I had a thought not long ago about the way different people have reacted to the current situation with the COVID-19 pandemic. One of the things I noticed, or that I have come to believe, is that certain people have been able to handle the changes and the uncertainty much better than others. when considering the reasons why, there are three for me.
Chronically Ill Patients:
First, I am a professional patient. One year ago when there was no suspicion of COVID-19 being an issue, I was wearing a face mask to protect against pollen because it could cause an allergy attack that would become a sinus infection, and subsequently reach my lungs where it would become a respiratory infection sometimes requiring up to 8 different rounds of antibiotics and prednisone to beat it.
I have a bottle of sanitizer next to my bed, one in the living room next to the couch, and another on the counter in the kitchen. I always keep sanitizer in my purse. The two bottles in the living room and kitchen are approximately a half gallon each. I already had Lysol wipes and Lysol spray, blue nitrile gloves, at least one N 95 mask, and approximately one full box of disposable surgical masks such as the ones they used to give out in hospitals prior to rationing them.
I also had established accounts with Uber eats, Publix Instacart, and even Amazon grocery delivery. I have been meaning for months to transfer my prescriptions to mail order, but have not done so yet and I had relied heavily on my father and daughter to pick meds up for me when I was not feeling well.
As a professional patient, I was already used to washing my hands a lot, and anybody who has spent significant time around me has witnessed me jumping back on moving across the room if anybody coughs, sneezes, or even has a horse voice. Since I am immunocompromised, I am terrified of even a simple cold. A simple cold for somebody else that ends in a couple of days can take me out for six weeks at a time. If I’m unlucky, it results in a hospital stay.
My mother is a teacher. One of many in my family. Had I not become an attorney, I’m pretty certain I would have become a teacher or a photographer. One thing about teachers that has certainly been ingrained in me is to be ready for anything. There is just never a shortage of surprises and things you could never imagine when you put a bunch of kids together in a classroom. If you’ve ever seen the meme that says, “I know what you did last night, and so does the rest of the class,” rest assured it is true.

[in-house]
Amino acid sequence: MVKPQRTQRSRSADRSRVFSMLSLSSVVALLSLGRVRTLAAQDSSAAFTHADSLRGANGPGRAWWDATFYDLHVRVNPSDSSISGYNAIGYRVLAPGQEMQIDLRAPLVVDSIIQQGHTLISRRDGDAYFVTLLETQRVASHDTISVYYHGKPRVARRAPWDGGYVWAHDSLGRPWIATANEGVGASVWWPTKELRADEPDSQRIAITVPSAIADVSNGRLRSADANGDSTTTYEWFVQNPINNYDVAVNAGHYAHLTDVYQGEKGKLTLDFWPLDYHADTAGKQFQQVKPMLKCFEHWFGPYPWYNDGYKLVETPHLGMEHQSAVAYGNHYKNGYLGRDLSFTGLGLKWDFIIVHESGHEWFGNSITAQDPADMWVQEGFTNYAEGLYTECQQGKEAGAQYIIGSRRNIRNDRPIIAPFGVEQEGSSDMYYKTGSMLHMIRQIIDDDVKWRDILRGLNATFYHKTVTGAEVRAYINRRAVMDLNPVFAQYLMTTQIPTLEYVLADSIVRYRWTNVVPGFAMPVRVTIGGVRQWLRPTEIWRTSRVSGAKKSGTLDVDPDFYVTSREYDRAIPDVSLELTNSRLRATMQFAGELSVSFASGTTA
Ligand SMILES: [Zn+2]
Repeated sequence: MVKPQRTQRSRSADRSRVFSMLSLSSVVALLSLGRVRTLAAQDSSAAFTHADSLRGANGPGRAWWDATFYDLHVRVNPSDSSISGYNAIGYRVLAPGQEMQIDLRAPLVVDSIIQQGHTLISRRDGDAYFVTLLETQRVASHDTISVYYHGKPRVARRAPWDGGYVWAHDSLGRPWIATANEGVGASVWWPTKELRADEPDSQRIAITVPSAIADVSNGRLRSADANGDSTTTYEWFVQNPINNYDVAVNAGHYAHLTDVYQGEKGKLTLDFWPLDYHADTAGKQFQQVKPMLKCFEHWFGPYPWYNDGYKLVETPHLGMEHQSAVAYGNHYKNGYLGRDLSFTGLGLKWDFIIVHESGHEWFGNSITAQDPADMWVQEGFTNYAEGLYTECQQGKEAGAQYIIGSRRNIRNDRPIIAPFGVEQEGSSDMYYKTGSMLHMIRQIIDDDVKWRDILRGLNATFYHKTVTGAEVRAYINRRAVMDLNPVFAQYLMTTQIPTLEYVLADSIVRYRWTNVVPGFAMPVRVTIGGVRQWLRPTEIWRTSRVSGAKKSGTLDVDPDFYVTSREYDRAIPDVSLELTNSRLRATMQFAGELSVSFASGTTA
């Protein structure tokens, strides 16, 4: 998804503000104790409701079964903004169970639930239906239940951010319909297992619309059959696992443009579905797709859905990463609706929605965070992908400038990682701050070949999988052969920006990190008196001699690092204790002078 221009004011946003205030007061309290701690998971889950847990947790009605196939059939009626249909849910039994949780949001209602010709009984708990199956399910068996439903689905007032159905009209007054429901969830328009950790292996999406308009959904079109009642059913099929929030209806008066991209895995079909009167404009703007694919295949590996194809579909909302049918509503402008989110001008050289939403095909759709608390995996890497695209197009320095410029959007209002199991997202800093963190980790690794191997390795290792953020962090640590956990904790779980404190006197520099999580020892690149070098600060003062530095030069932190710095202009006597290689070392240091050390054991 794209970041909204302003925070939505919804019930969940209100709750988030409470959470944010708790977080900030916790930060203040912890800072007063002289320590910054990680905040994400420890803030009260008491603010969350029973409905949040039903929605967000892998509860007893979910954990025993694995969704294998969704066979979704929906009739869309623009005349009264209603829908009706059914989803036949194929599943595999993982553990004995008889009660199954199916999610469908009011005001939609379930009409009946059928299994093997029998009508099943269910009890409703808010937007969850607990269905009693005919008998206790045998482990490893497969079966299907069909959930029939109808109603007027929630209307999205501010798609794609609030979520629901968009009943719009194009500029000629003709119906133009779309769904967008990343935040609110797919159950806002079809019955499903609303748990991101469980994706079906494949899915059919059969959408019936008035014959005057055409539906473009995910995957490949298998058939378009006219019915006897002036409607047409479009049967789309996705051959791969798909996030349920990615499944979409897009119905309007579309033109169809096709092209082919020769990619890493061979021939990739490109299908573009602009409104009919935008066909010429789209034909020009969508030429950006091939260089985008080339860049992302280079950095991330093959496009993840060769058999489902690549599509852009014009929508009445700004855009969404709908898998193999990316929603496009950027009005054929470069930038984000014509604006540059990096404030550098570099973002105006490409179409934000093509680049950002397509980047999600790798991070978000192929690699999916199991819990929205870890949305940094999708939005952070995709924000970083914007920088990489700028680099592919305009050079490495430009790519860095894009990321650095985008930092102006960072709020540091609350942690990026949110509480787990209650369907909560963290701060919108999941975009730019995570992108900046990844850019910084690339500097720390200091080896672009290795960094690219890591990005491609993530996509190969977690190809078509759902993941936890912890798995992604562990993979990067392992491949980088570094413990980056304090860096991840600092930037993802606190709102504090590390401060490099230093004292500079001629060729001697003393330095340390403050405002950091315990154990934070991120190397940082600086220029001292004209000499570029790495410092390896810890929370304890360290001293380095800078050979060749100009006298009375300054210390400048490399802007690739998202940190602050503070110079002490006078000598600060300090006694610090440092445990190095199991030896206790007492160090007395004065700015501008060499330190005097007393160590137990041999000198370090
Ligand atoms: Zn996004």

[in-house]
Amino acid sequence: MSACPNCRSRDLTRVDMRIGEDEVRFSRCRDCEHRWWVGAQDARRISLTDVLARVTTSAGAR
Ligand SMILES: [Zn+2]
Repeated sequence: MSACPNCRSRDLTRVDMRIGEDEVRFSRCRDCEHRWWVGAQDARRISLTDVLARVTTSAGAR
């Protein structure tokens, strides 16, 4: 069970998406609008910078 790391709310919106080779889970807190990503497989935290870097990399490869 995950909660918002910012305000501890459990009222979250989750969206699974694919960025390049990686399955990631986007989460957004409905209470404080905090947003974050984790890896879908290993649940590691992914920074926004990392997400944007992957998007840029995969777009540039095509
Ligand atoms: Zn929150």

The thing I believe has prepared me the most, however, is the mindset of a military brat. I thought maybe this was just my own personal opinion, but several other people have mentioned it in some of my military brat groups online, and we have learned that we are certainly not alone in our thinking. Furthermore, being from a family of law-enforcement, and knowing how many retired/veteran members of our military have gone on to become law enforcement officers, I noticed that most of what is true for military families is also true for law enforcement families. Of course, having a father who was a military police officer meant I got a double dose of this particular upbringing.
Among the many things we have learned and picked up as children raised by and in the military (and sometimes law enforcement) world, the following have become clear evidence of how different we are than other people as a result of our upbringing.
1. Chaos/uncertainty. With the exception of first responders, such as police, firefighters and paramedics, Nobody is conditioned to expect chaos and uncertainty better than military families. We are used to it. Not only are we used to it, but this is precisely what our families trained for. When others are running away from danger, we are used to having a family member running toward it. naturally, we pick up some of those habits and many of us are quick to run toward dangerous situations to try to help others. It’s how we were raised. Children learn more by example that they do anything else.